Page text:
Cox’s managerial career with the Atlanta Braves didn’t start too swimmingly. In his first stint with the club, starting in 1978 and ending in 1981, Cox finished with a .451 winning percentage and failed to make the playoffs each season. He then moved on to the Toronto Blue Jays, where he won 89-plus games in three of his four seasons with his club. Cox then returned to where his heart was six years later when he agreed to become the manager of a rebuilding Braves club in 1990. This came on the heels of him serving as the Braves general manager from 1986-1990.
The rest is almost literally history. .
Cox went on to lead the Braves to a division title every season from 1991-2005, not including the 1994 strike-shortened campaign. He’s a four-time Manager of the Year and the fourth-winningiest manager in MLB history. Despite all this success, Cox only won one World Series in his 29 years as a manager. And that’s his crowning achievement.
Cox led the Braves to a string of seven consecutive playoff wins between the NLCS and World Series in 1995. Atlanta outscored its opponents (the Reds and Indians) by a combined 36-14 in those seven games. After losing Game 3 of the series in extra innings, Atlanta rebounded by defeating Cleveland 5-2 in Game 4 before taking the series in six behind a stellar effort from the aforementioned Tom Glavine.
Joe Torre, Manager
Torre had a borderline Hall of Fame playing career. Over the course of 18 seasons, he earned nine All-Star appearances and finished with a .297 batting average. Torre won the NL MVP in 1971 with a ridiculous .363 average and 137 RBI’s. However, Torre is better known for what he did in the dugout than on the field…mainly with the New York Yankees.
After less-than-succcessful stints with the New York Mets, Atlanta Braves and St. Louis Cardinals in 14 seasons between 1977-1995, Torre was hired on by the Yankees prior to the 1996 season. At that time, the always confrontational New York media questioned the decision to bring on a washed-up manager. Within one season, the Yankees were World Champions for the first time since 1978. Torre went on to lead the Yankees to the title four times in his first five years with the team.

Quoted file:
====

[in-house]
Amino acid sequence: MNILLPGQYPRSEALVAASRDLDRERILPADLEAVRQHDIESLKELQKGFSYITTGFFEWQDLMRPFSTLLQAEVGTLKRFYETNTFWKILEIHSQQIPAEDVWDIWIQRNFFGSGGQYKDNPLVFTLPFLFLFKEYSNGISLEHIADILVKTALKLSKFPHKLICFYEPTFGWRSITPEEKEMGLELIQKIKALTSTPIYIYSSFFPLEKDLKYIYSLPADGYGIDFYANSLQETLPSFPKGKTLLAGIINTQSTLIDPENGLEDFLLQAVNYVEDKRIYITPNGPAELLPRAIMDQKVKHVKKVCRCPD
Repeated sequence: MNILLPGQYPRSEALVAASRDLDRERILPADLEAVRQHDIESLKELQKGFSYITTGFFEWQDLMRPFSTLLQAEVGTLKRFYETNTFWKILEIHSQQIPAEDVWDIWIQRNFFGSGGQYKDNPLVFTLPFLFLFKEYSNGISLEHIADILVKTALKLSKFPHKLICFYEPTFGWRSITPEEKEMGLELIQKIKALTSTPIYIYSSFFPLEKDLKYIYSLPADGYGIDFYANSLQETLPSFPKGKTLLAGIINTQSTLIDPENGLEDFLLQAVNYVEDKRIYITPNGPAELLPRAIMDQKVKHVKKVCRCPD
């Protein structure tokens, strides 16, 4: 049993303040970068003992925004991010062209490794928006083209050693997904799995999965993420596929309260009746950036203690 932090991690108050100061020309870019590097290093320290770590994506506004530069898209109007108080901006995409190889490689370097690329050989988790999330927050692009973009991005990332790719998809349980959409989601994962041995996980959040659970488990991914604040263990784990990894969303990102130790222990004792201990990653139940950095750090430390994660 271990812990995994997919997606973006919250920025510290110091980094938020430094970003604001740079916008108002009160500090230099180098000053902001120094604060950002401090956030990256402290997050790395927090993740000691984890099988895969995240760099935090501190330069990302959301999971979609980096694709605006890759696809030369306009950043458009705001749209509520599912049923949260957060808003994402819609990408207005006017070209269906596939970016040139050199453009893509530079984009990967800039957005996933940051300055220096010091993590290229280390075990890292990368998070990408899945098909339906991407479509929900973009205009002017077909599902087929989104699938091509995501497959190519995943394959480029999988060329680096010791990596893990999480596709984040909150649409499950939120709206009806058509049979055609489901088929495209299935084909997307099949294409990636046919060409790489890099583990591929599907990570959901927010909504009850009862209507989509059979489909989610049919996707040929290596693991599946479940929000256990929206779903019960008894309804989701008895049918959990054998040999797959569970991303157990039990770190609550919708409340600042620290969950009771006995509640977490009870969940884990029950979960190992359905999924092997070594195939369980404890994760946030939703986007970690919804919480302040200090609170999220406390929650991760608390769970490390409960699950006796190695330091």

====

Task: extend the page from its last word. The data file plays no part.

“Clueless Joe,” really? With 2,000 career hits, 200 career home runs, 2,000 career MLB wins as a manager and six World Series appearances, Torre’s success as both a player and a manager is nearly unmatched. It was, however, that first World Series title in 1996 that marks the greatest moment of his long career.
Tony La Russa, Manager
Much like Cox and Torre, this long time manager didn’t have success out of the gate. In eight seasons as the Chicago White Sox manager from 1979-196, La Russa won the division one time and finished just 12 games over .500. So when he took over an Oakland Athletics team that hadn’t finished over .500 in the five seasons before he took over, it seemed like we were going to see much of the same. La Russa took over midway through the 1986 season and made his impact known immediately. Oakland finished that campaign 45-34 after going 31-52 prior to his arrival. It was a sign of things to come.
La Russa earned four division titles and three trips to the World Series in nine-plus seasons in Oakland. After parting ways following a disastrous 1995 campaign, La Russa caught on with the St. Louis Cardinals and ended up leading them to three World Series appearances and two championships in 16 seasons.
Despite all this success, La Russa’s shining moment has to be when Oakland swept the San Francisco Giants in the 1989 World Series.
Like all first’s this one was special for La Russa. However, it was so much more important than your normal World Series championship. Prior to Game 3 of the 1989 World Series, the San Francisco Bay Area suffered a disastrous earthquake that cost the lives of dozens of people. It took place minutes prior to the first pitch at Candlestick. After a near two-week delay in the series, Oakland came back and won the final two games for the sweep. Overall, it outscored the Giants 32-14 in the four game set. La Russa has since indicated that this was one of the best teams in the history of baseball.